Why McDonald's Doesn't Think Automation Will Fix Staffing Shortages

While people have suggested for years that automation would be the solution to labor shortages or high wages in certain industries, McDonald's CEO Chris Kempczinski assured consumers that they will not be buying their Big Macs from a robot any time soon.

According to QSR, Kempczinski said that while the company has done a lot of research into the possibilities of automation, the idea of robots "is not practical for the vast majority of restaurants." The CEO noted that the logistics associated with automating a store the way some people envision with robot burger-flippers and deep fryers are too complicated to be implemented in many stores because they are expensive, take up too much space, and would require major building renovations like enhanced cooling and HVAC systems.

The statement comes one year after McDonald's launched a pilot program at some Chicago-area locations to use automated voice recognition technology to take customers' orders at the drive-thrus (per CNBC). That program led to a partnership being formed with IBM in October 2021, which CNBC reported was aimed at improving the drive-thru AI (artificial intelligence) technology before it could be implemented more widely. While AI drive-thru ordering may be on the horizon for McDonald's, it seems it is a way off, as QSR notes that the accuracy in the previously conducted tests was coming in at about 80%, too far below the ideal 95% target mark McDonald's set for wider implementation.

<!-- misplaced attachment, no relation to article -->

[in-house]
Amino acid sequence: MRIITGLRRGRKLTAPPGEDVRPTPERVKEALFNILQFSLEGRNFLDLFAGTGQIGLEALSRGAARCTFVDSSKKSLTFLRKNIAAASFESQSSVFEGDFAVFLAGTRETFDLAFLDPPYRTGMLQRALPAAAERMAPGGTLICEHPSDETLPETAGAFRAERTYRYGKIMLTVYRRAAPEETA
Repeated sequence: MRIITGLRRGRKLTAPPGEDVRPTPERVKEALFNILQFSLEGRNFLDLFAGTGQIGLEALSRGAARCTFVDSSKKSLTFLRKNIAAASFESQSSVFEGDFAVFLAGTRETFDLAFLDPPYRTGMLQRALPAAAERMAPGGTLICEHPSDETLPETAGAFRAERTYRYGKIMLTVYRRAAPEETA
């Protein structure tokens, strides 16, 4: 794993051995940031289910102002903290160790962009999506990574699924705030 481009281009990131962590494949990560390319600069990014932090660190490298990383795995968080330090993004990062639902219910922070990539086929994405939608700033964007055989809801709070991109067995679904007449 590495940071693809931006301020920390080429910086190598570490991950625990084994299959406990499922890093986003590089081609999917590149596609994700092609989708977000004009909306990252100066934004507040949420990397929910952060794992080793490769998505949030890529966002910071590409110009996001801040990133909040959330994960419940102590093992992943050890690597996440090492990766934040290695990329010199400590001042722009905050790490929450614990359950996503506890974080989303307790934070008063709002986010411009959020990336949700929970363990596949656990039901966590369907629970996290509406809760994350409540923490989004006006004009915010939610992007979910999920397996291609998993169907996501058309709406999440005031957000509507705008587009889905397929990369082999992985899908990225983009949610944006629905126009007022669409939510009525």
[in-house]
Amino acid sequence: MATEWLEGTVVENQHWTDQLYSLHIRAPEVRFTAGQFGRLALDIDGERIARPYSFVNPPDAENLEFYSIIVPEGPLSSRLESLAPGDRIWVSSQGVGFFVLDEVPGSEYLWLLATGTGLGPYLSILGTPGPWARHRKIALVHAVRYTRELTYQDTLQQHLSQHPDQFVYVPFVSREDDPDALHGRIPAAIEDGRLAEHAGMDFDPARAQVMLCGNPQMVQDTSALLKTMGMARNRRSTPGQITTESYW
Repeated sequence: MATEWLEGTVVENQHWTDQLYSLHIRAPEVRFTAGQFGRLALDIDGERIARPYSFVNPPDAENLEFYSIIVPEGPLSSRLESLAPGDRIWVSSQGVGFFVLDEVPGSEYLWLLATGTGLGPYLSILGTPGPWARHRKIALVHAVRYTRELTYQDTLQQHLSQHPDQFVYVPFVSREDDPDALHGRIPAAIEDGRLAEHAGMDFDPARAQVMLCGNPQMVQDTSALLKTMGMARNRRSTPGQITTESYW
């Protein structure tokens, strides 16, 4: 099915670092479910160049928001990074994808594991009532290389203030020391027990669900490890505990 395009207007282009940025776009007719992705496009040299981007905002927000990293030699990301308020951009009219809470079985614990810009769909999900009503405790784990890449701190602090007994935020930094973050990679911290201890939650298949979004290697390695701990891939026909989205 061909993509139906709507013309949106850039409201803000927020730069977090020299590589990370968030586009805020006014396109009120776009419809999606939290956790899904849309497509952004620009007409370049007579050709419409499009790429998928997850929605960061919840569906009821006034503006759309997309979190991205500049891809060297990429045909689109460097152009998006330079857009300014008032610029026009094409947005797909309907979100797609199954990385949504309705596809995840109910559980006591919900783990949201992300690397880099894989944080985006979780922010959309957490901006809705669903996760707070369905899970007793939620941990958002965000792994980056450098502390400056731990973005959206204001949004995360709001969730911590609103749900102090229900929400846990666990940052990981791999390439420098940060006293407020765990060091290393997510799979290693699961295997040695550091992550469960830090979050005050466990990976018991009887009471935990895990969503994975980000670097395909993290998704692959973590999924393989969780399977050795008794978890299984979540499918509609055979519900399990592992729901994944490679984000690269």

Focusing on people

If wide-scale automation is not in the cards for McDonald's, then the answer to the fast food giant's labor shortage seems to be focusing on human employees. CNBC reported in November 2021 that while 78% of restaurant operators said recruiting and retaining employees was their biggest challenge in July of that year, Kempczinski called the situation "challenging" but "not unsolvable," noting that stores had resorted to raising pay and increasing manager training. "We've got to kind of get after this the old-fashioned way, which is making sure we're a great employer and offering our crew a great experience when they come into the restaurants," Kempczinski told QSR.

QSR reported that McDonald's raised wages across the board at its 660 company-owned stores in 2021, bringing the average hourly pay up to $13 per hour, with a plan to increase average pay to $15 per hour by 2024. The federal minimum wage in the U.S. is $7.25 per hour. QSR also noted that McDonald's corporate-owned stores consistently outperform those owned by franchisees who may not have increased wages as much.

While Kempczinski acknowledged there have been other challenges, including inflation and reducing some store hours, overall the brand is performing well. According to QSR, the relatively low-priced menu has drawn back customers with U.S. store sales up 3.7% while international stores have seen 13% growth, a rebound which has helped absorb the damage done by the brand's decision to eliminate its estimated 800 Russian locations in light of Russia's invasion of Ukraine.